Rachel Pitre tosses a ring onto magician Bill Nuvo’s head during the Mardi Gras Street Party on Dalhousie Street on July 22. Photo by: Adam D’Andrea

“The community needs these festivals. They come together,” Bunde said. “The sponsors that we have, they’re all so excited to sponsor these types of events. There’s great response from the community and I think everybody wants it.”

This year’s festival was sponsored by LiUNA! 625, Amherstburg Audiology and Hearing Aids, Rivertowne Dental, Joe Meloche Ford, CIBC and ReMAX.

Kickoff held for September fundraiser benefiting local autistic boy

 

By Ron Giofu

 

Nearly 40 people gathered Sunday afternoon at the Verdi Club all to plan a benefit to help a local boy with autism.

Two-year-old Myles Heinrichs will be the subject of a Sept. 18 fundraiser at the Verdi Club with the aim to raise at least $57,000 to help fund Myles’ treatment at a school in Windsor. His parents, Christina and Tim Heinrichs, currently pay out-of-pocket for his treatment with Christina stating it costs them $1,200 every two weeks. She is a stay-at-home mother of two while Tim is employed as a mechanic.

“We’re running out of money,” she said.

Christina said Myles attends the Therapeutic Learning Centre at the corner of Erie St. and Parent Ave. in Windsor.

“They just opened in January,” she said. “Myles was diagnosed in October.”

The fundraiser is being spearheaded by members of the Heinrichs and Menna families with Rosemary Menna, chair of the organizing committee stating in a letter to service clubs that: “The program that Myles is presently attending is entitled IBI (Intensive Behaviour Intervention) which is an intensive, comprehensive treatment strategy designed for young children on the Autism Spectrum Disorder. It is used to teach new skills and behaviours to children with autism. The goal is to help children catch up developmentally to peers their own age.”

Two-year-old Myles Heinrichs will be the subject of a Sept. 18 benefit at the Verdi Club.

Two-year-old Myles Heinrichs will be the subject of a Sept. 18 benefit at the Verdi Club.

The fundraising benefit will help the family pay for Myles’ schooling until he is accepted in the provincially funded program. Christina said they want to obtain provincial funding as soon as possible, but they were able to get on the waiting list in February. It could take 12-18 months before the family is accepted.

Christina added that not only is the schooling expensive, but they still have other expenses like clothes, a mortgage and food to look after.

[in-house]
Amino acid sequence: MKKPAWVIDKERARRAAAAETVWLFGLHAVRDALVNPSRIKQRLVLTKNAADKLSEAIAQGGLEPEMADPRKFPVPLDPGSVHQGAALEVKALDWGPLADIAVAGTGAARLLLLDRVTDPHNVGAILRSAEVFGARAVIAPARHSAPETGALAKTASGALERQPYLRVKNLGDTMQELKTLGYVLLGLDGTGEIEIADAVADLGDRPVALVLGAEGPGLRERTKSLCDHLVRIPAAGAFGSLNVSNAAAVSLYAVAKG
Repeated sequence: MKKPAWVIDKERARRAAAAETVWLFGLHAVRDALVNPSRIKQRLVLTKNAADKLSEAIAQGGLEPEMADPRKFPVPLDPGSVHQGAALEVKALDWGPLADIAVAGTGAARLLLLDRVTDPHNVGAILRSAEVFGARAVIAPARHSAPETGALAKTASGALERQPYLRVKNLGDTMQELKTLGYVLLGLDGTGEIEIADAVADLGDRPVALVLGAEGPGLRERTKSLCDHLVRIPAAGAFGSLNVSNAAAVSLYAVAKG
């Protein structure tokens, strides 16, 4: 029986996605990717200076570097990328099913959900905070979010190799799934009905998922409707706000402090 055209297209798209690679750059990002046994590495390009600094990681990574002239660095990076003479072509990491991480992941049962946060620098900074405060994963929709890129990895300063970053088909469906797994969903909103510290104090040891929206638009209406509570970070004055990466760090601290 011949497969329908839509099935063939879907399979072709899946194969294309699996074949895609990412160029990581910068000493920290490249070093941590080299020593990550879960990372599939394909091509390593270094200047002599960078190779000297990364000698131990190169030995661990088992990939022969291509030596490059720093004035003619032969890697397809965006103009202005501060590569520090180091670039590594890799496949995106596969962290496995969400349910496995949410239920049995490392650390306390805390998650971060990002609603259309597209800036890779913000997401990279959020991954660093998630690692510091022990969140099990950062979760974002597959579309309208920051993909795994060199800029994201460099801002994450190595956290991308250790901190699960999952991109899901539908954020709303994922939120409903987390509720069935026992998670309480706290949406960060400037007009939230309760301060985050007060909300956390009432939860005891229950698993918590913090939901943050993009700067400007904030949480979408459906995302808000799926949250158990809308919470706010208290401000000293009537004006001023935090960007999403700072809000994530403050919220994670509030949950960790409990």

Marc Gomes, a friend of the family, called young Myles “an inspiration in many ways.

“He’s got a heart of gold,” said Gomes. “He’s just a wonderful child.”

Joe Menna, a third cousin to Myles, noted the meeting Sunday at the Verdi Club was the third meeting and was the largest yet. They obtained just over $2,000 in donations, but still want to get to $57,000 as that would pay for his schooling for one year.

They hope to sell 600 tickets, Menna added, and are planning the Sept. 18 fundraising benefit as “a family event.”

Sarah Garnet, a great-aunt to Myles, said children have a “God-given right to express themselves and advocate for themselves.” The treatment Myles has received thus far has allowed him to do that.

One of the donors was Audrey Festeryga, who donated on behalf of her law firm. The former federal Liberal candidate said her family has friends that have a child with autism.

“We were really touched by what this family is trying to do,” she said. “We are honoured to be able to help kick off this event. We are pleased to see the efforts moving forward. Change can happen when a common goal is put into place.”

Those wishing to contribute to the Myles Heinrichs Autism Fund are invited to make donations. Cheques should be payable to the Myles Heinrichs Autism Fund at 10 Laird Ave. North, Amherstburg, Ontario N9V 2T6.

The fundraiser is that Sunday at the Verdi Club from 11 a.m.-4:30 p.m. with children’s activities from 12 noon-2 p.m. The buffet dinner is pasta, chicken, salad, coffee and tea.

Tickets are $50 for adults, which Menna said translates into one hour of treatment, with children 7-12 being $7. Children ages six and under are free. There will be prizes and entertainment.

For tickets, call Rose and John Menna at 519-736-6934 or Helen and Bill Henrichs at 519-733-6062.